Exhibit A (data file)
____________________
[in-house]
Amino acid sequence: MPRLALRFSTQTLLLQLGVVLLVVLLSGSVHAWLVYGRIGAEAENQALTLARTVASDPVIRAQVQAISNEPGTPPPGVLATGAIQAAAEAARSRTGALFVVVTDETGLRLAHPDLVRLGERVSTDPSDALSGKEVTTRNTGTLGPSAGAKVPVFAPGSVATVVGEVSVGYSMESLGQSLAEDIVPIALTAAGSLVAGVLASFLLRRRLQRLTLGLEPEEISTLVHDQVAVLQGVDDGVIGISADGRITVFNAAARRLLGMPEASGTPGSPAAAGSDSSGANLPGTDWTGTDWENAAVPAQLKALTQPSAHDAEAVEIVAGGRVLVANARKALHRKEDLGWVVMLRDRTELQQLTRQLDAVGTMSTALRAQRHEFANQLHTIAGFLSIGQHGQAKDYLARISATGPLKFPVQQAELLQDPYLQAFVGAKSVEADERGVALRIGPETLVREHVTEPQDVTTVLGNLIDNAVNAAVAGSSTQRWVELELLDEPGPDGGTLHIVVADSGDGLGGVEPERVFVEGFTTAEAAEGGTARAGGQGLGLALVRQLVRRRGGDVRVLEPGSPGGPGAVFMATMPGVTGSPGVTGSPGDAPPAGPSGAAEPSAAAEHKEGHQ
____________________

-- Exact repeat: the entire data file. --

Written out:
[in-house]
Amino acid sequence: MPRLALRFSTQTLLLQLGVVLLVVLLSGSVHAWLVYGRIGAEAENQALTLARTVASDPVIRAQVQAISNEPGTPPPGVLATGAIQAAAEAARSRTGALFVVVTDETGLRLAHPDLVRLGERVSTDPSDALSGKEVTTRNTGTLGPSAGAKVPVFAPGSVATVVGEVSVGYSMESLGQSLAEDIVPIALTAAGSLVAGVLASFLLRRRLQRLTLGLEPEEISTLVHDQVAVLQGVDDGVIGISADGRITVFNAAARRLLGMPEASGTPGSPAAAGSDSSGANLPGTDWTGTDWENAAVPAQLKALTQPSAHDAEAVEIVAGGRVLVANARKALHRKEDLGWVVMLRDRTELQQLTRQLDAVGTMSTALRAQRHEFANQLHTIAGFLSIGQHGQAKDYLARISATGPLKFPVQQAELLQDPYLQAFVGAKSVEADERGVALRIGPETLVREHVTEPQDVTTVLGNLIDNAVNAAVAGSSTQRWVELELLDEPGPDGGTLHIVVADSGDGLGGVEPERVFVEGFTTAEAAEGGTARAGGQGLGLALVRQLVRRRGGDVRVLEPGSPGGPGAVFMATMPGVTGSPGVTGSPGDAPPAGPSGAAEPSAAAEHKEGHQ